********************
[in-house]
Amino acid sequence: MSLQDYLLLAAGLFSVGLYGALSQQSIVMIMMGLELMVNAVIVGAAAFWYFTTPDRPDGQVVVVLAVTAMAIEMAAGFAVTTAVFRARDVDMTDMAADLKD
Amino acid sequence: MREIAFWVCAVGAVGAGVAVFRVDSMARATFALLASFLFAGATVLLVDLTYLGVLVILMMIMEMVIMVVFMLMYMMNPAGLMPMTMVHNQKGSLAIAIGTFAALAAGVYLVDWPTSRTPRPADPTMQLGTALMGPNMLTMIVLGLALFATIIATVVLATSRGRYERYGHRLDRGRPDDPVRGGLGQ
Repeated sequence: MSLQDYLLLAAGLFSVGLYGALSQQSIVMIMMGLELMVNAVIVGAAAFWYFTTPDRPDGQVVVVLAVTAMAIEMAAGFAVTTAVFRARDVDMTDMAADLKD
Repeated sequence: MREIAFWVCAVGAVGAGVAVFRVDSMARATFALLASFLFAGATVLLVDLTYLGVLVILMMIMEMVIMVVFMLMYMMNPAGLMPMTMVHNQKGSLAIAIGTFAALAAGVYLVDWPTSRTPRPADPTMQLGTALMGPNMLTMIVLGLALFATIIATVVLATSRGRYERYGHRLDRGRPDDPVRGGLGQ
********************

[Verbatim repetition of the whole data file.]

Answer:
[in-house]
Amino acid sequence: MSLQDYLLLAAGLFSVGLYGALSQQSIVMIMMGLELMVNAVIVGAAAFWYFTTPDRPDGQVVVVLAVTAMAIEMAAGFAVTTAVFRARDVDMTDMAADLKD
Amino acid sequence: MREIAFWVCAVGAVGAGVAVFRVDSMARATFALLASFLFAGATVLLVDLTYLGVLVILMMIMEMVIMVVFMLMYMMNPAGLMPMTMVHNQKGSLAIAIGTFAALAAGVYLVDWPTSRTPRPADPTMQLGTALMGPNMLTMIVLGLALFATIIATVVLATSRGRYERYGHRLDRGRPDDPVRGGLGQ
Repeated sequence: MSLQDYLLLAAGLFSVGLYGALSQQSIVMIMMGLELMVNAVIVGAAAFWYFTTPDRPDGQVVVVLAVTAMAIEMAAGFAVTTAVFRARDVDMTDMAADLKD
Repeated sequence: MREIAFWVCAVGAVGAGVAVFRVDSMARATFALLASFLFAGATVLLVDLTYLGVLVILMMIMEMVIMVVFMLMYMMNPAGLMPMTMVHNQKGSLAIAIGTFAALAAGVYLVDWPTSRTPRPADPTMQLGTALMGPNMLTMIVLGLALFATIIATVVLATSRGRYERYGHRLDRGRPDDPVRGGLGQ